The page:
loading page

Assimilating the Southern Annular Mode over the Common Era using Drought Atlases and a Global Proxy Network
  • +2
  • Jonathan King,
  • Kevin Anchukaitis,
  • Kathryn Allen,
  • Tessa Vance,
  • Amy Hessl
Jonathan King
University of Arizona

Corresponding Author:[email protected]

Author Profile
Kevin Anchukaitis
University of Arizona
Author Profile
Kathryn Allen
University of Melbourne
Author Profile
Tessa Vance
University of Tasmania
Author Profile
Amy Hessl
West Virginia University
Author Profile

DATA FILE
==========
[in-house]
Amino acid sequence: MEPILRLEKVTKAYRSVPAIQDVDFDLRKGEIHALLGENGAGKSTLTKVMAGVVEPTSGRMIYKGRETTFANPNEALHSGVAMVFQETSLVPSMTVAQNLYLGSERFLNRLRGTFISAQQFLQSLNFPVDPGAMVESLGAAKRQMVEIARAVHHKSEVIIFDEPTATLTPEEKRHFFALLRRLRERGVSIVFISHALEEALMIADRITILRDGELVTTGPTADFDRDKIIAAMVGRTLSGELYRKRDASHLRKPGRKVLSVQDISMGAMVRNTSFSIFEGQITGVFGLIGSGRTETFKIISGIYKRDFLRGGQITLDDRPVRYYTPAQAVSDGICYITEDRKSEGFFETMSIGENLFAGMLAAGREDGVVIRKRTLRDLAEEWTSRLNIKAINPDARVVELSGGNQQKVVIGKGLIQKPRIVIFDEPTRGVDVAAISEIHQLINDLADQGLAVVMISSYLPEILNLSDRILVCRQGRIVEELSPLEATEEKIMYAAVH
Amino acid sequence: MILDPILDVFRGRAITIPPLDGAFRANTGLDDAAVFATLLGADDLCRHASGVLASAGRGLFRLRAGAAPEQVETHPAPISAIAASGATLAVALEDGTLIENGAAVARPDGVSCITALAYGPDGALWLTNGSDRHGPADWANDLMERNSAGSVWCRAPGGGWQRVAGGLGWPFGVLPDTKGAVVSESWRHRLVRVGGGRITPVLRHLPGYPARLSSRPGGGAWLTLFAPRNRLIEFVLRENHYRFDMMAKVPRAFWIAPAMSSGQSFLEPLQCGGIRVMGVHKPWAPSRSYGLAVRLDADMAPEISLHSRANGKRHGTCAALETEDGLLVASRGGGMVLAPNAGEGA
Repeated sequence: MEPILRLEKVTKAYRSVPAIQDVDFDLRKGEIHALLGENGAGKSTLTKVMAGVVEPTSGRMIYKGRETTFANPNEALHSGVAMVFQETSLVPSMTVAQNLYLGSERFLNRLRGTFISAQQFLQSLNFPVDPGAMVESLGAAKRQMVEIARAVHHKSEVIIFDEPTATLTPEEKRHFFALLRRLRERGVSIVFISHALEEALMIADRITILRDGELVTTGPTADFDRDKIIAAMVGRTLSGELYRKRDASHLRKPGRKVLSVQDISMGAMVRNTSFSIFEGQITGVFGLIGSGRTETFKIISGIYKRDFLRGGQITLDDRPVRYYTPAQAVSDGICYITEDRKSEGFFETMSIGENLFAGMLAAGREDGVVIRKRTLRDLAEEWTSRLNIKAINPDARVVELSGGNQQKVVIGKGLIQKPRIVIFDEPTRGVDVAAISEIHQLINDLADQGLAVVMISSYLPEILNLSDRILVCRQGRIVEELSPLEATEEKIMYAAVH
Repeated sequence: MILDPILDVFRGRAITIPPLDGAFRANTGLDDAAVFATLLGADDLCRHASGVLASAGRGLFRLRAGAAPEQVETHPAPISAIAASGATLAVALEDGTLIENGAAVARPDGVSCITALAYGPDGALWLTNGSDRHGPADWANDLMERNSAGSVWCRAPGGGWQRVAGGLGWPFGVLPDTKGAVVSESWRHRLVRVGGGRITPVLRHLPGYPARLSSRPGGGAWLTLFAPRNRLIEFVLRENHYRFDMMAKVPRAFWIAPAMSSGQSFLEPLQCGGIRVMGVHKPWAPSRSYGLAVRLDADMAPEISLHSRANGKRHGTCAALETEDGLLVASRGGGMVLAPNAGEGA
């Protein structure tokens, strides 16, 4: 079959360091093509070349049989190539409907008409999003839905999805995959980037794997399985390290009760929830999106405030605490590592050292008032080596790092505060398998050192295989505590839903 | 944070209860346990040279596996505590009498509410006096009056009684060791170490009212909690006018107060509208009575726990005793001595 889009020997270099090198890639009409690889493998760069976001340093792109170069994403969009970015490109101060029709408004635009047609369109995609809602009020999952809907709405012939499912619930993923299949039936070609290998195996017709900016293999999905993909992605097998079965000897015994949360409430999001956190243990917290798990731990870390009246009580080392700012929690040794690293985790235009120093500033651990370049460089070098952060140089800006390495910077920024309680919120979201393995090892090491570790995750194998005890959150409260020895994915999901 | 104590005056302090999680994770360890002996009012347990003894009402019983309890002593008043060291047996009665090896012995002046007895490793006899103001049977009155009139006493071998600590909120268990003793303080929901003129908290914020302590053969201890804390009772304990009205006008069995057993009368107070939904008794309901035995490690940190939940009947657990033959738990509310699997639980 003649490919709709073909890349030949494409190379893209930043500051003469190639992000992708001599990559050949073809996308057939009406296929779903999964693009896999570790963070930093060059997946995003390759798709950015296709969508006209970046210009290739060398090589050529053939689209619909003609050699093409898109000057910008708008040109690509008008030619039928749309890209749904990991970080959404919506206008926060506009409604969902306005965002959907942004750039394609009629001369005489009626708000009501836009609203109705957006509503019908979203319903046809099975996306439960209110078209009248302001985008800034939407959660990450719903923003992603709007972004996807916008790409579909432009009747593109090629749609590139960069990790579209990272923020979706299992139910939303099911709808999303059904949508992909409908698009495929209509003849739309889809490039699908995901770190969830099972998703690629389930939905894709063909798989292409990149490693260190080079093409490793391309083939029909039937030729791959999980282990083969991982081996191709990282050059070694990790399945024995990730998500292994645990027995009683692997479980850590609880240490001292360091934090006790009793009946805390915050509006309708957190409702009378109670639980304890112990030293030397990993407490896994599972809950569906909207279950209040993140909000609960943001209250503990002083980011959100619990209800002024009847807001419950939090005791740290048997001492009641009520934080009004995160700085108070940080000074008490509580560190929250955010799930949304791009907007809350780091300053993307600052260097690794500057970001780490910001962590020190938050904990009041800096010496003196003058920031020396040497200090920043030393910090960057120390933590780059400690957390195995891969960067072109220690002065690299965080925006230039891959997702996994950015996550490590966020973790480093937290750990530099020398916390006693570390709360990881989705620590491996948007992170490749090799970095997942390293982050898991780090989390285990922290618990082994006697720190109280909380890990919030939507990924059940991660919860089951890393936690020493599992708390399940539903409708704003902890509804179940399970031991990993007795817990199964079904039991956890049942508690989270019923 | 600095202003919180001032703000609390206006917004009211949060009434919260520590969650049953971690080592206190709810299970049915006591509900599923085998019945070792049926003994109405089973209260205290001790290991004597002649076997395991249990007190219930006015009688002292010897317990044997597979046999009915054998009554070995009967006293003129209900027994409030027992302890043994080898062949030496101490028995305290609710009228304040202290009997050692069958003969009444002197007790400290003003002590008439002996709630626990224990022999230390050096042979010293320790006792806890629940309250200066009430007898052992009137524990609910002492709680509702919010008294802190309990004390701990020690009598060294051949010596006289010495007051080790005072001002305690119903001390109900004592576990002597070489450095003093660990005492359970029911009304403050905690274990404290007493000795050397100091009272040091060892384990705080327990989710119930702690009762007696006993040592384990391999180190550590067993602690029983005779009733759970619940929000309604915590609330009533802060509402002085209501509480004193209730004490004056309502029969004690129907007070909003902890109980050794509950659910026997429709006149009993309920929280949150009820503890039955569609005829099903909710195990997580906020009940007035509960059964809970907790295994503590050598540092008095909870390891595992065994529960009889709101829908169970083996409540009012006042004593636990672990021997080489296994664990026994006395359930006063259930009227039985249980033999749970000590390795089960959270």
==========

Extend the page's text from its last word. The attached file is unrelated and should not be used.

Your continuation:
The Southern Annular Mode (SAM) is the leading mode of atmospheric variability in the extratropical Southern Hemisphere, and its variations affect westerly winds, regional storm tracks, midlatitude wildfire activity, Antarctic and Southern Ocean dynamics, and surface mass balance. The SAM is therefore of high importance to both ecosystems and societies across the Southern Hemisphere. The behavior of the SAM has been extensively studied during the instrumental era, but there is substantially less confidence and considerable disagreement in its decadal to centennial-scale variability over the Common Era. Studying these longer time scales requires millennial-length reconstructions, but the sparsity of multi-century proxy records in the Southern Hemisphere has hindered the production of such reconstructions. Consequently, variability and trends in the SAM remain uncertain through most of the Common Era. Here, we use paleoclimate data assimilation to reconstruct the austral summer (DJF) SAM index (SAMI) over the entire Common Era. Our method integrates the South American Drought Atlas, Australia-New Zealand Drought Atlas, and the PAGES2k temperature-sensitive proxy network with a multi-model ensemble of last millennium GCM simulations using an offline ensemble Kalman Filter with a stationary prior. We use a novel nested variance adjustment to correct for the effect of changing proxy availability through time. Our reconstruction is not calibrated to the observed SAMI, yet exhibits a correlation coefficient greater than 0.6 over the instrumental era. Using superposed-epoch and wavelet analyses, we find the reconstruction exhibits minimal response to volcanic and solar forcings and is instead dominated by internal climate variability until the late 20th century. Our data assimilation framework also facilitates the use of optimal-sensor analysis, which we use to identify key proxy sites at different time periods in the reconstruction. Prior to 1400 CE, the reconstruction is strongly influenced by two tree-ring records (Mt. Read, Tasmania and Oroko, New Zealand) and two ice-cores (WDC05A and Plateau Remote). Finally, we examine the coherence of our results against existing reconstructions and compare reconstructed 20th century trends with the instrumental record.